Congress Introduces Legislation to Ensure Medicare SNF Coverage and Stop Surprise Billing
Reps. Joe Courtney (D-CT) and Glenn ‘GT’ Thompson (R-PA), and Sen. Sherrod Brown (D-OH) reintroduced bipartisan, bicameral legislation to fix an arbitrary Medicare policy that excludes coverage of skilled nursing care for certain patients, resulting in exorbitant and unexpected out-of-pocket costs. The Improving Access to Medicare Coverage Act of 2019 (H.R. 1682 & S. 753) would ensure Medicare covers doctor-recommended post-acute care by counting the time spent under “observation status” toward the requisite three-day hospital stay for coverage of skilled nursing care.
Under current Medicare policy, a beneficiary must have an “inpatient” hospital stay of at least three days for Medicare to cover skilled nursing care. However, patients are increasingly being held under “observation status,” an “outpatient” designation. Patients who receive hospital care on “observation status” do not qualify for the benefit of skilled nursing care, even if their hospital stay lasts longer than three days. These patients are either forced to return home without the treatment their care team has suggested, or, as often happens, are billed astronomical amounts after their stays in a skilled nursing facility (SNF). These patients can easily accrue tens of thousands of dollars in SNF bills.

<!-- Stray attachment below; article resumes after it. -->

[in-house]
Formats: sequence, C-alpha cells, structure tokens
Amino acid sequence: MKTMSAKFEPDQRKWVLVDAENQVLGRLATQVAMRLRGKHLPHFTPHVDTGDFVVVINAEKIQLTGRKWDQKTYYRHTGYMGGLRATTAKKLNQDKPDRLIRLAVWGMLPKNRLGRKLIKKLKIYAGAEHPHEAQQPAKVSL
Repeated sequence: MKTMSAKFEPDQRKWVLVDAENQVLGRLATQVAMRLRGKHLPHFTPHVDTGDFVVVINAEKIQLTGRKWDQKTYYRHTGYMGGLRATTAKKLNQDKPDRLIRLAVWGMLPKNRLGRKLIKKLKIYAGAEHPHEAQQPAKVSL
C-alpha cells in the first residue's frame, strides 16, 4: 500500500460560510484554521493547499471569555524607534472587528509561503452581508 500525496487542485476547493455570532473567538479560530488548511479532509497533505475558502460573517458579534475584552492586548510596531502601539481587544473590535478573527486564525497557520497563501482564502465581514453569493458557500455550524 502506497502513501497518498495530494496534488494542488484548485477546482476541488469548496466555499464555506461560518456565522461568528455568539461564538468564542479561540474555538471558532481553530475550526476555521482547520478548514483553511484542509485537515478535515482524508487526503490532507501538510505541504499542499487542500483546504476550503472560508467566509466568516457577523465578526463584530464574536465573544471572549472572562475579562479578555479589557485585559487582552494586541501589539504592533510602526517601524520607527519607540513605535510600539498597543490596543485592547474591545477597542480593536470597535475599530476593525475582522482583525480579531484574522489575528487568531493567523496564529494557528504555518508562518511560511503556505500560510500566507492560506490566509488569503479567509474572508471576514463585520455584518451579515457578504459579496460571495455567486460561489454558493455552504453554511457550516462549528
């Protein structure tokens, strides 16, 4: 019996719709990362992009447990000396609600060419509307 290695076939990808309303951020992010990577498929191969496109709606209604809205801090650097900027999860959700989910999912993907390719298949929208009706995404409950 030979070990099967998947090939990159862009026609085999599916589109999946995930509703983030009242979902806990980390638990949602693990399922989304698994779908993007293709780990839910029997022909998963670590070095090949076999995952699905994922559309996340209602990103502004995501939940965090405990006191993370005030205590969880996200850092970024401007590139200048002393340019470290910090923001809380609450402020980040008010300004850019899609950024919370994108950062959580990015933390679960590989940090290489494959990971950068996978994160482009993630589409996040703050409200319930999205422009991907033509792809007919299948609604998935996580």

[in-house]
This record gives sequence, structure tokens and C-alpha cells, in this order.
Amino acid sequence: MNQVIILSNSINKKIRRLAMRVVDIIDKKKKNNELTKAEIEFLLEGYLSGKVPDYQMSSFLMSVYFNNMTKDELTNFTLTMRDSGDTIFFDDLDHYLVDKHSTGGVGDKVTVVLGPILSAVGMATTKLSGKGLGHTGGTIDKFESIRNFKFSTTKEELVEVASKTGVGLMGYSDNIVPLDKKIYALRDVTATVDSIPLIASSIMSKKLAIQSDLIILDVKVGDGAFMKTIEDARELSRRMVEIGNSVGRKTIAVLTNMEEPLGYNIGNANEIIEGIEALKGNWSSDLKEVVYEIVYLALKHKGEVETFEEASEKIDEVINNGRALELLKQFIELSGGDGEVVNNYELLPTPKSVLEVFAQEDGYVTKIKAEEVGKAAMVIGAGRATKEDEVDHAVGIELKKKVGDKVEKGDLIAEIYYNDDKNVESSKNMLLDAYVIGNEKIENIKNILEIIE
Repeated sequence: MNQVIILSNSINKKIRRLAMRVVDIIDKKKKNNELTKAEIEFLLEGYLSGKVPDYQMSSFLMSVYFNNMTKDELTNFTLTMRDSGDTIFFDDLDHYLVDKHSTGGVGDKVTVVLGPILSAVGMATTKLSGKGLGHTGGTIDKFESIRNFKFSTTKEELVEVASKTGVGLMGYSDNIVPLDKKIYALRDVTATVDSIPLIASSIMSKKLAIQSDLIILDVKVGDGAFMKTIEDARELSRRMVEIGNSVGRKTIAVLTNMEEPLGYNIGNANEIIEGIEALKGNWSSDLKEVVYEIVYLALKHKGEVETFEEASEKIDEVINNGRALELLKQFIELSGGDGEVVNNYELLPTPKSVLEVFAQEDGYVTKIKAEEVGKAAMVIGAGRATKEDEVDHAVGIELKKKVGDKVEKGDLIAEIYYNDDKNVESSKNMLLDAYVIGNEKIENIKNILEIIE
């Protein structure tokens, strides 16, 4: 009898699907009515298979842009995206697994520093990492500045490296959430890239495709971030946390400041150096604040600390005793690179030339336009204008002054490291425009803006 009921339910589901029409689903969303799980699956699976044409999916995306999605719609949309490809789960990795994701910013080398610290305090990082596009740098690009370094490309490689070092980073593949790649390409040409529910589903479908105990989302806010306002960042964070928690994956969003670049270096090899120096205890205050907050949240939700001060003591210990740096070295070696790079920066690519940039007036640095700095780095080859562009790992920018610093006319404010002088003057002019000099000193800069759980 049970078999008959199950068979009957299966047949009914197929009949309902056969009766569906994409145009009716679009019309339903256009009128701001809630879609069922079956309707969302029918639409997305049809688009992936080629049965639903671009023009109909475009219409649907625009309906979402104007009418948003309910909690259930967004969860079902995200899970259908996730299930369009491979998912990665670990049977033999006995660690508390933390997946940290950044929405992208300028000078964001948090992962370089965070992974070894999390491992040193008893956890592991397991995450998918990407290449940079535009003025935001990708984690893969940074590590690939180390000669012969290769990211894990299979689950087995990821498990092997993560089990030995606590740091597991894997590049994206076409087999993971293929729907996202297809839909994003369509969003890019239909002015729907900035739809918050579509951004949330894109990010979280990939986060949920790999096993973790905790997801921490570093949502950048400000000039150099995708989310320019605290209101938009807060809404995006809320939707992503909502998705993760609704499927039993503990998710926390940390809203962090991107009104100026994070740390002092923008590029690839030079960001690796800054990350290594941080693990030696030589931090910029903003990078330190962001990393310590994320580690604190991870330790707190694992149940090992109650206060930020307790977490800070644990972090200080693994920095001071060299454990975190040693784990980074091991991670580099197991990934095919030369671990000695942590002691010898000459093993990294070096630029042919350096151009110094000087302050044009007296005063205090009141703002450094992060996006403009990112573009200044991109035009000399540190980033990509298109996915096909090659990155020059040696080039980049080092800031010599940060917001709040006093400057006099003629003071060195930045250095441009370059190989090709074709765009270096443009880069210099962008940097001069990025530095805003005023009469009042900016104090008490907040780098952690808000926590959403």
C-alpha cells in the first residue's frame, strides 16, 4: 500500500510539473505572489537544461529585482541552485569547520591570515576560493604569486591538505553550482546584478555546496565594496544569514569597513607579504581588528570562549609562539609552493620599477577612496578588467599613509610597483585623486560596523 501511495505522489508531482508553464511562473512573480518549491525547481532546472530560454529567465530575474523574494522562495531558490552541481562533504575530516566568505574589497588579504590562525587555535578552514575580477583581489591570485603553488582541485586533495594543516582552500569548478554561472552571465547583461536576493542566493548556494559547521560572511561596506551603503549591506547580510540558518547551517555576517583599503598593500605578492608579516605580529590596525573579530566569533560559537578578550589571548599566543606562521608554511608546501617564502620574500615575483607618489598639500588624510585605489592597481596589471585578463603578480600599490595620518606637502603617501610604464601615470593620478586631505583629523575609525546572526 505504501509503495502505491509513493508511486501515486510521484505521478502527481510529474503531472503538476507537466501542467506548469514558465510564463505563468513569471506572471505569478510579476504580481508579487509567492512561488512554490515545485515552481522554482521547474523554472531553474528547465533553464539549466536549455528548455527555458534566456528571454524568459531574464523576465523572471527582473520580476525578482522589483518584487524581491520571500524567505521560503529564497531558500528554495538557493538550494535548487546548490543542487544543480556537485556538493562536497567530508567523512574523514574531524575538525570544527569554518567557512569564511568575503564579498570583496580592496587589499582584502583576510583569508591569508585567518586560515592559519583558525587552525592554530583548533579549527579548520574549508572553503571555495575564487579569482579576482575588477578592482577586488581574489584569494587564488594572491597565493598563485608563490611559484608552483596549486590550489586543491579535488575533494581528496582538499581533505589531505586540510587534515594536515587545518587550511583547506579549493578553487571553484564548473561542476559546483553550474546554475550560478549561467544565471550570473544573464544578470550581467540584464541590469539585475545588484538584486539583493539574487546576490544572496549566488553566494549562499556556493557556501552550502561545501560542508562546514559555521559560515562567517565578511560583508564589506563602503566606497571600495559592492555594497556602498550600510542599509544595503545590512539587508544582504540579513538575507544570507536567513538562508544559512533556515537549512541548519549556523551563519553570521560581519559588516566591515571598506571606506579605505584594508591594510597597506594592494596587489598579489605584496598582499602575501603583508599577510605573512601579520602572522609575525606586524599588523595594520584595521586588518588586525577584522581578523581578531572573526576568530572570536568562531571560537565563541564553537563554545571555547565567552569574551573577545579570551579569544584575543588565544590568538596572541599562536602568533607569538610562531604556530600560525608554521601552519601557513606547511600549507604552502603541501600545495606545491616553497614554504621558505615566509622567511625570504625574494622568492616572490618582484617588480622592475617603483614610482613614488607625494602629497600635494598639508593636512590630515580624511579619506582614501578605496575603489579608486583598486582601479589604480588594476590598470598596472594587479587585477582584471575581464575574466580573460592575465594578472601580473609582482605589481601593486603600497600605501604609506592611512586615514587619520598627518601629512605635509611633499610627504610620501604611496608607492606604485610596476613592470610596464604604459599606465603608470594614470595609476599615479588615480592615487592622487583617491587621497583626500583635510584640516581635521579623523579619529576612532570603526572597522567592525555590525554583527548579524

The Society has supported this legislation when previously introduced and works with a large coalition of groups advocating for its passage.
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